You are currently viewing An MBE Perspective: Literacy, Technology, and Wellbeing

An MBE Perspective: Literacy, Technology, and Wellbeing

In November 2022, the CTTL interviewed Alyssa Morris, the Lower School Librarian and Technology Integration Specialist at St. Andrew’s Episcopal School in Potomac, MD. Alyssa is in her 17th year as an educator. At St. Andrew’s, she taught fifth grade for five years before transitioning into her role as librarian three years ago. Alyssa has contributed to the development of several professional learning resources used by Lower School faculty at St. Andrew’s, including the student effort rubric. She was a part of the research and development team for the MBE Strategies Roadmap for Elementary Educators, a tool created by the Center for Transformative Teaching and Learning (CTTL) for Lower School faculty at St. Andrew’s and distributed to partner schools globally. She is also a translation group leader at the CTTL’s annual Science of Teaching and School Leadership Academy.

CTTL: Can you tell us about your first introduction to Mind, Brain, and Education Science, or the science of learning?

AM: When I think about when I was actually introduced, it was probably when I started at St. Andrew’s. I think I had heard about it beforehand, and it was talked about, but I wasn’t really into it. I didn’t really know what it was. I kept hearing the term MBE, but I didn’t know much about it. When I started here, the All Kinds of Minds training was my first formal introduction to it. In my first year, they gave me the [MBE Strategies] Placemat, and helped me understand the way to use that, and then being introduced to the [Science of Teaching and School Leadership] Academy was when I started all of my research into background information on [MBE].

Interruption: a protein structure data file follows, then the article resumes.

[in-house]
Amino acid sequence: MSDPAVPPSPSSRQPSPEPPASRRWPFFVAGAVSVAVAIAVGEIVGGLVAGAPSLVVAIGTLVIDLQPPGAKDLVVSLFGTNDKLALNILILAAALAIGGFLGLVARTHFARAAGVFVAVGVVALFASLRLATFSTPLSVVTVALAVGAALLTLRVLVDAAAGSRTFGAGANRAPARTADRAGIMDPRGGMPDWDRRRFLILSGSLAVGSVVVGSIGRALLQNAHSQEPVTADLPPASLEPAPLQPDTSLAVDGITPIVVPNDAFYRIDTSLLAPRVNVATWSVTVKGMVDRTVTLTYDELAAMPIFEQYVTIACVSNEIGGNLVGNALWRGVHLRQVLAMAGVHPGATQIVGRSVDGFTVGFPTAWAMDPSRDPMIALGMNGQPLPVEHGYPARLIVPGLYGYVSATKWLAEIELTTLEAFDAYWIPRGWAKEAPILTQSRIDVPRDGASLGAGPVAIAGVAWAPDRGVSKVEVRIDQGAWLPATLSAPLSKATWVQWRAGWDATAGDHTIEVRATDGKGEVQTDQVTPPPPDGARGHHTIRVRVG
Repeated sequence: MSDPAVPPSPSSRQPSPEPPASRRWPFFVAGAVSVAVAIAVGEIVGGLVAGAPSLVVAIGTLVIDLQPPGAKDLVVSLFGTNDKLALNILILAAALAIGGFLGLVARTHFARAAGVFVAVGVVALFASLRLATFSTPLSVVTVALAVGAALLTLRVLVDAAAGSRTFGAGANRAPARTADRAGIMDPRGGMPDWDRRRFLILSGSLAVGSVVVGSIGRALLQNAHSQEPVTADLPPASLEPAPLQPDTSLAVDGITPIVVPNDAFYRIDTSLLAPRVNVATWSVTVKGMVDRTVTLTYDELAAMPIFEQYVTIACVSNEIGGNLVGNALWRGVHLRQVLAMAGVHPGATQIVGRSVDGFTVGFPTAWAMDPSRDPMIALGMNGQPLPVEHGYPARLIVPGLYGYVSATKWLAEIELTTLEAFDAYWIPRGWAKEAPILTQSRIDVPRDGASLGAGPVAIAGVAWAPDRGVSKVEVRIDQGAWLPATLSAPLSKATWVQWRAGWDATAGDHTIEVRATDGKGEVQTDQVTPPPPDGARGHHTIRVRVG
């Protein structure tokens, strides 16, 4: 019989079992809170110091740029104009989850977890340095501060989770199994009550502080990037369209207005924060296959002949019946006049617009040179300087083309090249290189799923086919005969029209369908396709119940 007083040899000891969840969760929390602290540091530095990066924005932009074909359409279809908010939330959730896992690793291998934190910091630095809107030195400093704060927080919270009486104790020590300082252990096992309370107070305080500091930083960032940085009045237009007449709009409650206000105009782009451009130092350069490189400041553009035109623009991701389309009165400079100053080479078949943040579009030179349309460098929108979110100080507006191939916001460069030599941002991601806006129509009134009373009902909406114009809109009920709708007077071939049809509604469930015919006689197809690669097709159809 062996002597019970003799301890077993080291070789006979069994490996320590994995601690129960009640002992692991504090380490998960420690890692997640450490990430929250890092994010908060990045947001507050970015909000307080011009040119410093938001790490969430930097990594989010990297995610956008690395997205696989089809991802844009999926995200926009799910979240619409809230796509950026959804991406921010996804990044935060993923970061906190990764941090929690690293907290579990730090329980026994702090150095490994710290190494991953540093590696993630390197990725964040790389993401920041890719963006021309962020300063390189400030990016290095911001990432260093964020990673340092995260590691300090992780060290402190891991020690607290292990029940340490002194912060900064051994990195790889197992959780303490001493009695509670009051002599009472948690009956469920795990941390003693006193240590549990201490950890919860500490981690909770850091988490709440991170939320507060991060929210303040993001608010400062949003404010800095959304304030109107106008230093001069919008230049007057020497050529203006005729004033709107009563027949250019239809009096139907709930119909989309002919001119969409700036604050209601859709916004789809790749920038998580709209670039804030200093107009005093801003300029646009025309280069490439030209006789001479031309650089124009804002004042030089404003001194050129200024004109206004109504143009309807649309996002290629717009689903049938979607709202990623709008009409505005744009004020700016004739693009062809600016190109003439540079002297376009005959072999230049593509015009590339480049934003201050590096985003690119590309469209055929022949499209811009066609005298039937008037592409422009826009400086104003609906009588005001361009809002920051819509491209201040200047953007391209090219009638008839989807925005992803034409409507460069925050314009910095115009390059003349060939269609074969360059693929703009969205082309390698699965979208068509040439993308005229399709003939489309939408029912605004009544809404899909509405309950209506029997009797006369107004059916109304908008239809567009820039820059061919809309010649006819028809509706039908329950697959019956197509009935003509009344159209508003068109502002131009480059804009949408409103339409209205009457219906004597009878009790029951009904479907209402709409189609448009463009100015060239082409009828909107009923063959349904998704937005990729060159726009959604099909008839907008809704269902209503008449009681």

CTTL: What has your journey with MBE been like since then?

AM: I started with the All Kinds of Minds training and from there, slowly applied it into my classroom because, at the time, I was teaching fifth grade. And figuring out how I could incorporate all of that, using the proper terminology, making all of the connections, doing all of the professional development that Glenn [Whitman] brings in for us on brain education, reading Neuroteach, helped me bring it into my training. When I started in the library role was really when Chris Lewis pulled me in to help because that was about the time we were coming up with the [MBE Strategies] Elementary Roadmap. So, from then she asked me to help find the research for the Roadmap, which brought me in a little bit deeper and then I started with the Academy. That’s the journey and progression to where I am now and incorporating it into my daily work.

CTTL: I’m curious about what MBE practice looks like for you in application. Are there one or two things that you try to do consistently with your students?